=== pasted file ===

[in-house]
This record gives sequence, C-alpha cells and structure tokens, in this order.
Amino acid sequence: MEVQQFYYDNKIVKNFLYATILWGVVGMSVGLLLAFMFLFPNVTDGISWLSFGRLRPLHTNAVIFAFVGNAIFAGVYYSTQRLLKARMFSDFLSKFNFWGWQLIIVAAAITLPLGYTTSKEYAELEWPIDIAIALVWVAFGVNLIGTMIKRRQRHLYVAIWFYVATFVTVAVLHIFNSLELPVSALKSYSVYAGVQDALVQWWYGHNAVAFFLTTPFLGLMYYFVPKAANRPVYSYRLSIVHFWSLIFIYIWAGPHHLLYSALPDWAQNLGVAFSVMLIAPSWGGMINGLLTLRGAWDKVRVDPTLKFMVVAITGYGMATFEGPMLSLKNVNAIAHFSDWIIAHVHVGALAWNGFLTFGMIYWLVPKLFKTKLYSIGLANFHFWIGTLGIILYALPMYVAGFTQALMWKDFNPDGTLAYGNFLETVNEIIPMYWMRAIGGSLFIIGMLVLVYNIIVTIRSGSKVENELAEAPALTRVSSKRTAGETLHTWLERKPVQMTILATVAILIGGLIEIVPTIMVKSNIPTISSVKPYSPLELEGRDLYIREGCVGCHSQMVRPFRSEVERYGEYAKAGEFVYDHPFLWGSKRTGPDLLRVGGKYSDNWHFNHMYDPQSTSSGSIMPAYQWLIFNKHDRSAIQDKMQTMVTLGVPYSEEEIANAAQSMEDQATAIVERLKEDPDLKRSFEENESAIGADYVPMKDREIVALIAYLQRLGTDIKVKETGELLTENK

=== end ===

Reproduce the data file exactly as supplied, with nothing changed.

[in-house]
This record gives sequence, C-alpha cells and structure tokens, in this order.
Amino acid sequence: MEVQQFYYDNKIVKNFLYATILWGVVGMSVGLLLAFMFLFPNVTDGISWLSFGRLRPLHTNAVIFAFVGNAIFAGVYYSTQRLLKARMFSDFLSKFNFWGWQLIIVAAAITLPLGYTTSKEYAELEWPIDIAIALVWVAFGVNLIGTMIKRRQRHLYVAIWFYVATFVTVAVLHIFNSLELPVSALKSYSVYAGVQDALVQWWYGHNAVAFFLTTPFLGLMYYFVPKAANRPVYSYRLSIVHFWSLIFIYIWAGPHHLLYSALPDWAQNLGVAFSVMLIAPSWGGMINGLLTLRGAWDKVRVDPTLKFMVVAITGYGMATFEGPMLSLKNVNAIAHFSDWIIAHVHVGALAWNGFLTFGMIYWLVPKLFKTKLYSIGLANFHFWIGTLGIILYALPMYVAGFTQALMWKDFNPDGTLAYGNFLETVNEIIPMYWMRAIGGSLFIIGMLVLVYNIIVTIRSGSKVENELAEAPALTRVSSKRTAGETLHTWLERKPVQMTILATVAILIGGLIEIVPTIMVKSNIPTISSVKPYSPLELEGRDLYIREGCVGCHSQMVRPFRSEVERYGEYAKAGEFVYDHPFLWGSKRTGPDLLRVGGKYSDNWHFNHMYDPQSTSSGSIMPAYQWLIFNKHDRSAIQDKMQTMVTLGVPYSEEEIANAAQSMEDQATAIVERLKEDPDLKRSFEENESAIGADYVPMKDREIVALIAYLQRLGTDIKVKETGELLTENK